CHRONOMODULATED CHEMOTHERAPY AND CONCOMITANT RADIOTHERAPY, FOR THE MANAGEMENT OF LOCALLY ADVANCED, HEAD AND NECK SQUAMOUS CELL CARCINOMAAbstract
Purpose: To compare the efficacy and toxicity of chronomodulated concomitant chemotherapy using weekly Cisplatin at 0600 hour and 1800 hour along with radical external beam radiotherapy (EBRT) in the management of locally advanced head and neck carcinoma (LAHNC).
Material and method: Previously untreated, histopathologically proven 60 patients of LAHNC (stage III-IVB) were taken for definitive treatment by concurrent chemo-radiation. These patients were randomly assigned (by draw of lots) either of two groups; group I, the 0600 hour cisplatin administration and group II, the 1800 hour cisplatin administration group, each in dose of 30 mg/m2. EBRT was given as 66Gy/ 33Fr/ 6.5 weeks on telecobalt machine. Night shift workers were excluded. Response to treatment and toxicity were investigated. Observations were made at the end of treatment and 6 months of follow up.
Results: At the end of treatment, complete tumor response (CRT) in group II were better (40.0% versus 26.7%) and complete node response (CRN) were comparable (34.8% versus 34.6%). Acute skin and mucosal reactions (grade 3) were 3.3% versus 10% each. Hematological toxicity: fall in hemoglobin (grade 3) was lesser in group II patients- 3.3% versus 10% in group I, fall in total leukocyte count was observed up to grade 1 only in two patients (6.7%) of each group. Upper gastro-intestinal toxicity was significantly lesser in group II (6.7% versus 26.7%; p= 0.038), also translating to weight loss, (3.3% versus 13.3%; p= 0.161). Disease status at last follows up was as follows: CRT in group I and II- 70% versus 73.3% and CRN 70.1% versus 78.3%. Late mucosal reactions were same in two groups (grade I+II, 73.3%). Skin reactions were lesser in group II. None of the patients experienced grade 3 or 4 toxicity.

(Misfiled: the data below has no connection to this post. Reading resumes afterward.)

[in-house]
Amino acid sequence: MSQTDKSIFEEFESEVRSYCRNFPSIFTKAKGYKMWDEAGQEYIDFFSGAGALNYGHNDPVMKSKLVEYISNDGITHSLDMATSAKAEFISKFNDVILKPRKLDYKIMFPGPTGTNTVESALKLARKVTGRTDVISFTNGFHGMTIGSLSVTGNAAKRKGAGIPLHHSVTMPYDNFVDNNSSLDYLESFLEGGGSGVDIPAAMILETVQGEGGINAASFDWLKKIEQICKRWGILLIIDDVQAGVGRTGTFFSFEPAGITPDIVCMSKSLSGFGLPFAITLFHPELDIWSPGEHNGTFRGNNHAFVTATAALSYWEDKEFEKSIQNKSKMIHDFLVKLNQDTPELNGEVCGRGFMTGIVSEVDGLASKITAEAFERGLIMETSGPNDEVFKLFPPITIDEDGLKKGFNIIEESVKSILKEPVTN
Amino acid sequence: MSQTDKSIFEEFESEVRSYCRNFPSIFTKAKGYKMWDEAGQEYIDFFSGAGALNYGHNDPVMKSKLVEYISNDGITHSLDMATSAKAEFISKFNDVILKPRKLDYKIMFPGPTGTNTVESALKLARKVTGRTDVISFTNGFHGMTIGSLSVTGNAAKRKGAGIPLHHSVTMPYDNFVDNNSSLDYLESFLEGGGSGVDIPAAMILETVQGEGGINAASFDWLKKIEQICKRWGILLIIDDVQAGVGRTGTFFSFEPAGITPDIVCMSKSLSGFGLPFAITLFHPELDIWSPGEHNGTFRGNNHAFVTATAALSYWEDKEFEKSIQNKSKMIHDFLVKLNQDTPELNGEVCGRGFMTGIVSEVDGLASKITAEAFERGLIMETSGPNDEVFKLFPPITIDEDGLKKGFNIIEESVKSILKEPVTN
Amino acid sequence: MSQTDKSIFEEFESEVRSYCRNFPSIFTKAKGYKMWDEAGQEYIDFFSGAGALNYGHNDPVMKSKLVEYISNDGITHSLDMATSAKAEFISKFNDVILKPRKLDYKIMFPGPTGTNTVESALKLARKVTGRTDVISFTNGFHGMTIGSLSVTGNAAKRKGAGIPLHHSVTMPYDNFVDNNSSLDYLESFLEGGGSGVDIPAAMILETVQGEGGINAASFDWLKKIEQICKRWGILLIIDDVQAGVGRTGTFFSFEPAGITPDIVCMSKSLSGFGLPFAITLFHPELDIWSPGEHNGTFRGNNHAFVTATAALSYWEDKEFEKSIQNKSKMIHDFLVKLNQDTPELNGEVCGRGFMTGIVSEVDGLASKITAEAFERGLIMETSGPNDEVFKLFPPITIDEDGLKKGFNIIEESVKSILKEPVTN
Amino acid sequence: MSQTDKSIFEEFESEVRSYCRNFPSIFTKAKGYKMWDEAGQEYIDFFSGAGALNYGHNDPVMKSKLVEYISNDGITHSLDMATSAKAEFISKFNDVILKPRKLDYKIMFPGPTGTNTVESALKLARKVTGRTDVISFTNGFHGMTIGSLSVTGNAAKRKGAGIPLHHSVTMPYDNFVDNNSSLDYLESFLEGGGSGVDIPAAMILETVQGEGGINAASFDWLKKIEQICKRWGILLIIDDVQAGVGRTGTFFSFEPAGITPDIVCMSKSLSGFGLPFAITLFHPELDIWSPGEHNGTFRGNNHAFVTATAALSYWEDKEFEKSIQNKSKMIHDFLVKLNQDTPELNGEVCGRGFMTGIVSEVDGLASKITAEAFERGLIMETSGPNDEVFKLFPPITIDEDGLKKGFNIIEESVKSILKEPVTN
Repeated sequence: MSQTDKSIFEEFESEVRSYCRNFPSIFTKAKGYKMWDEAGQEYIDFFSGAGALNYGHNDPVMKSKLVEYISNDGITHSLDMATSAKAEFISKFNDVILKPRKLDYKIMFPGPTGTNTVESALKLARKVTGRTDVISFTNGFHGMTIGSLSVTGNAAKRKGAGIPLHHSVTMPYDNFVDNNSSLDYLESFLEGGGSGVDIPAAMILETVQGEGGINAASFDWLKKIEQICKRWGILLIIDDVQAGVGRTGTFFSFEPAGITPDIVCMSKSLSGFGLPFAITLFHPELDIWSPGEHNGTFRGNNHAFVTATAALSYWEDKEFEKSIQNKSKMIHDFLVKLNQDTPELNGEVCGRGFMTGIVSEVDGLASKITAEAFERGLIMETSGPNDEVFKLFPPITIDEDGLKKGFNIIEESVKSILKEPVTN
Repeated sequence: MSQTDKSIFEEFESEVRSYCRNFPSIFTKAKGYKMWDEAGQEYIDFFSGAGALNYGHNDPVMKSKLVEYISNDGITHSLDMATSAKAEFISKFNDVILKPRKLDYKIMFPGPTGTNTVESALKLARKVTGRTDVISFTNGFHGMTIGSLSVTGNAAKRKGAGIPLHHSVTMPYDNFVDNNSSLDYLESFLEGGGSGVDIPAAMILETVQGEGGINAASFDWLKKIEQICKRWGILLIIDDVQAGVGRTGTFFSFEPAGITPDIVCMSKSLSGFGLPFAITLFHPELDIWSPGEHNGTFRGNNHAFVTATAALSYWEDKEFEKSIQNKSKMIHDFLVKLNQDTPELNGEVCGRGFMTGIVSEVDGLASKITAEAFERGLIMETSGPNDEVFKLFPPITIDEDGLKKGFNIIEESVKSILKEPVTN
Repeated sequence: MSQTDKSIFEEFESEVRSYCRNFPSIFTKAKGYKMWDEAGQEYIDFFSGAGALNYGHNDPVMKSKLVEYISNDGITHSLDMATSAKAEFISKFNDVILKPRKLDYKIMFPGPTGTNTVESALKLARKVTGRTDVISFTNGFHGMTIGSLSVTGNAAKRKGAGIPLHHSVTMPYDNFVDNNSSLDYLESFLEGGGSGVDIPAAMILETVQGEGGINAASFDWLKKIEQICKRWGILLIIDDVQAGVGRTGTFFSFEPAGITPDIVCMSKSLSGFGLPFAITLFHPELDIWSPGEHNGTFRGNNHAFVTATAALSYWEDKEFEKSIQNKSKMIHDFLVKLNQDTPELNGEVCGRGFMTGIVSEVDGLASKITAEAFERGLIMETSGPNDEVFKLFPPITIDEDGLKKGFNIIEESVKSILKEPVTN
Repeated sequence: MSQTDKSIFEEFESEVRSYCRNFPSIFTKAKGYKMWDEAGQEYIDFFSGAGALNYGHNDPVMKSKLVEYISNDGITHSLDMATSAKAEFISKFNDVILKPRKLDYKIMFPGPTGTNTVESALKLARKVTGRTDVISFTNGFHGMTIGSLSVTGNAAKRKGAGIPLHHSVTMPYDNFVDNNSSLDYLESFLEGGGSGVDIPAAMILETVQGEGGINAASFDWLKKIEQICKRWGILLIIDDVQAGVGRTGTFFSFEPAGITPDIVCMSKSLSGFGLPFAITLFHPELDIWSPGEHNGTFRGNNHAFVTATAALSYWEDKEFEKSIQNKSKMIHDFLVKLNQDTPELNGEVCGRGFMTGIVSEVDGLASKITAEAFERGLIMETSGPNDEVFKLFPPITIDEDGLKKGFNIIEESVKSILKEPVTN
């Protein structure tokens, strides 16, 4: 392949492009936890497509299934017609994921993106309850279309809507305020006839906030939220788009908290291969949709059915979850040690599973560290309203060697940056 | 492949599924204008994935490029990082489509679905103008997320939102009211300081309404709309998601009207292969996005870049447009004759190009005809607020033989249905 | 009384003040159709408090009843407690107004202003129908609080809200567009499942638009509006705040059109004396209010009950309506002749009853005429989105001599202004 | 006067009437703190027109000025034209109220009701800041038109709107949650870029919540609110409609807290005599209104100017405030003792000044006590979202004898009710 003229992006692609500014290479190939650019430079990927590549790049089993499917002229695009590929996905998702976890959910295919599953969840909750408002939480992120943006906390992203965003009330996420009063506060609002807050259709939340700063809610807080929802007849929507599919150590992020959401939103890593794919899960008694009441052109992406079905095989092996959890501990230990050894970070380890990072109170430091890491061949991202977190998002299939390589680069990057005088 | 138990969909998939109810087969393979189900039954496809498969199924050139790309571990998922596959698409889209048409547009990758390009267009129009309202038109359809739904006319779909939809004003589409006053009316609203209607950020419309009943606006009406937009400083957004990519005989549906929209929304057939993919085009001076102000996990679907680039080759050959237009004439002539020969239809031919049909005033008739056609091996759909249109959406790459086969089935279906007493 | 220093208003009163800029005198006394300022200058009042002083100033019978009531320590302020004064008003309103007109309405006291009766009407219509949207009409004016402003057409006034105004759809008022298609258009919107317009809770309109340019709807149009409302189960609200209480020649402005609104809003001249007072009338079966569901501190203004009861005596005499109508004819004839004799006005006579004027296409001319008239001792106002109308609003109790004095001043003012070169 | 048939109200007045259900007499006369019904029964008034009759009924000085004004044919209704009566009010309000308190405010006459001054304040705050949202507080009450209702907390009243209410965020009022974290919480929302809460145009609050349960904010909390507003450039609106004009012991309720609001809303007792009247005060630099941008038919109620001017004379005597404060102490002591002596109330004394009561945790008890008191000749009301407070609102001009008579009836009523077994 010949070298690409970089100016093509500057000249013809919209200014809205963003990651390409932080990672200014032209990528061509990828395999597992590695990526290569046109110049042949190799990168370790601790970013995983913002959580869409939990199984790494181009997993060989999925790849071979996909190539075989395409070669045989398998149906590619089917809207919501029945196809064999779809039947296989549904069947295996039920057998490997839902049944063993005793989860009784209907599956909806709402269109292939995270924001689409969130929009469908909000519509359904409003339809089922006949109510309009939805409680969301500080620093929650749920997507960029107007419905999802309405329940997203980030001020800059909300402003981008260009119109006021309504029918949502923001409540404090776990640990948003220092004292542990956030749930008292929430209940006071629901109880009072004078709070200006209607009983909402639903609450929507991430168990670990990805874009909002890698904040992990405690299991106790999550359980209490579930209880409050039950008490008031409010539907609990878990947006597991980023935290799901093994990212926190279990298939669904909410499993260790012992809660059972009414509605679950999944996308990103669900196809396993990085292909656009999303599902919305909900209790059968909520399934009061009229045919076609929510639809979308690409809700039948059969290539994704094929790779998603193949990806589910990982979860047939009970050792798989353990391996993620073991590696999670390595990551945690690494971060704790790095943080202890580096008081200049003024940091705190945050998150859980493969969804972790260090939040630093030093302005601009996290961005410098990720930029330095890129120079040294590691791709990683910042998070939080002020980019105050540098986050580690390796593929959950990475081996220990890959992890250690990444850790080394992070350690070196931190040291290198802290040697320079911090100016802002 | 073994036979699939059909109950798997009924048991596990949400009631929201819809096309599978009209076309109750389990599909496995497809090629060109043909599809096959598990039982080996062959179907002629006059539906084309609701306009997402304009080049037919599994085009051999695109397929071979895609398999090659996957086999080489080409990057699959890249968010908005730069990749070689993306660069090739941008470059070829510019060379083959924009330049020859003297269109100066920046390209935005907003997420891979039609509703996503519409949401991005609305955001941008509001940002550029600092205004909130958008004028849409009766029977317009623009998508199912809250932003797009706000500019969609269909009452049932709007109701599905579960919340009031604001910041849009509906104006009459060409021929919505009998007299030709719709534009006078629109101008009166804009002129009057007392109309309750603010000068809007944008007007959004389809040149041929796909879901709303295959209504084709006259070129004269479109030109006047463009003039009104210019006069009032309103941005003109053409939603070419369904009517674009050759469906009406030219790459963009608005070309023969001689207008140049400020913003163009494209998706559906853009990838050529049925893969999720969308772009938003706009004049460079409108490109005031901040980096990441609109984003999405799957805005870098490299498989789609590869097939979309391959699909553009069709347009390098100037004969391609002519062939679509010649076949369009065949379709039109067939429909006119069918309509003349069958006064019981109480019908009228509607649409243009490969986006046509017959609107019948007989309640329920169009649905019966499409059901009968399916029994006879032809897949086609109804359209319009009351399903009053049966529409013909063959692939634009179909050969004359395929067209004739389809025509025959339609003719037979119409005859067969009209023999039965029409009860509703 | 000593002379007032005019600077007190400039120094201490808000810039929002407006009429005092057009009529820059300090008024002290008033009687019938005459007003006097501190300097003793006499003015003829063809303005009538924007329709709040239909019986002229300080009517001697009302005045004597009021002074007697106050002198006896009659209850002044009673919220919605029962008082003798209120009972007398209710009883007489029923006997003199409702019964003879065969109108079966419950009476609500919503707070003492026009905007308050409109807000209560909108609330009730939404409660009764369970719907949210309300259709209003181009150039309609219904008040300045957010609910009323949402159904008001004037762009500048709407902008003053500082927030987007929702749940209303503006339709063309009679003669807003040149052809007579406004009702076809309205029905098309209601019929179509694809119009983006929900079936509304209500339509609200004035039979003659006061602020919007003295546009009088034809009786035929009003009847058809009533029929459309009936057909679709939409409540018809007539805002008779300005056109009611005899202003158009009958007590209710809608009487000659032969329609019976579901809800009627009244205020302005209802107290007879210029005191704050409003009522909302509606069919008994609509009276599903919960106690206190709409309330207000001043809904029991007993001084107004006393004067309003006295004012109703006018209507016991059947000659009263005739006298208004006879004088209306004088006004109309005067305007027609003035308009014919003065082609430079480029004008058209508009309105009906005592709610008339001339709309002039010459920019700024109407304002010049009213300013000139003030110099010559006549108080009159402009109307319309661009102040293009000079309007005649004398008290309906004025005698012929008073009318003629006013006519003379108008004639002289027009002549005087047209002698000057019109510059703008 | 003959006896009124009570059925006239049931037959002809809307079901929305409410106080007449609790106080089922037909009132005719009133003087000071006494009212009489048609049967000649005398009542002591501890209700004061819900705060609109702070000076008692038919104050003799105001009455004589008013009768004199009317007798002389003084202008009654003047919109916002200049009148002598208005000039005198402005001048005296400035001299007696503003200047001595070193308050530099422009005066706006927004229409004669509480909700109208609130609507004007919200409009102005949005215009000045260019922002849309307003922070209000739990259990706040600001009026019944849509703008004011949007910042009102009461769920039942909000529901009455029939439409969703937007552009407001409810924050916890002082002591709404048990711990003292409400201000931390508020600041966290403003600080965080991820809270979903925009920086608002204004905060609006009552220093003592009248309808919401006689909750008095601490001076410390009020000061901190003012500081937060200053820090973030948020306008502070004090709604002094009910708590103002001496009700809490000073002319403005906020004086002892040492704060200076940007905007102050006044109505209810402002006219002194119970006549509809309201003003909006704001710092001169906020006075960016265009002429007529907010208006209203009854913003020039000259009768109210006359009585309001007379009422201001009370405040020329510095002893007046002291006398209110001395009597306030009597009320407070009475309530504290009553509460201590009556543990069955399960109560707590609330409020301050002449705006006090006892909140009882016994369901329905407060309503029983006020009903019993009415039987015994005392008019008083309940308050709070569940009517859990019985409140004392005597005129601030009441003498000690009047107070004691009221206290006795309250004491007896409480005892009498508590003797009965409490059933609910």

Conclusion: Administration of cisplatin; in the evening is better compared to morning administration in terms of disease control and toxicity profile; given concurrent with EBRT, for management of LAHNC. A larger study with more groups receiving chemotherapy at frequent intervals (say 6 hours apart) may further establish the very right time of administration of chemotherapy.
Yashpal Verma *, Ashok K. Chauhan , Harmeet Singh , Ramesh Sabharwal 3 Mukesh Bharti , Paramjeet Kaur
Medical Officer, Department of Radiotherapy, Post-graduate Institute of Medical Sciences, Rohtak, Haryana, India
24 August, 2013
10 December, 2013
16 February, 2014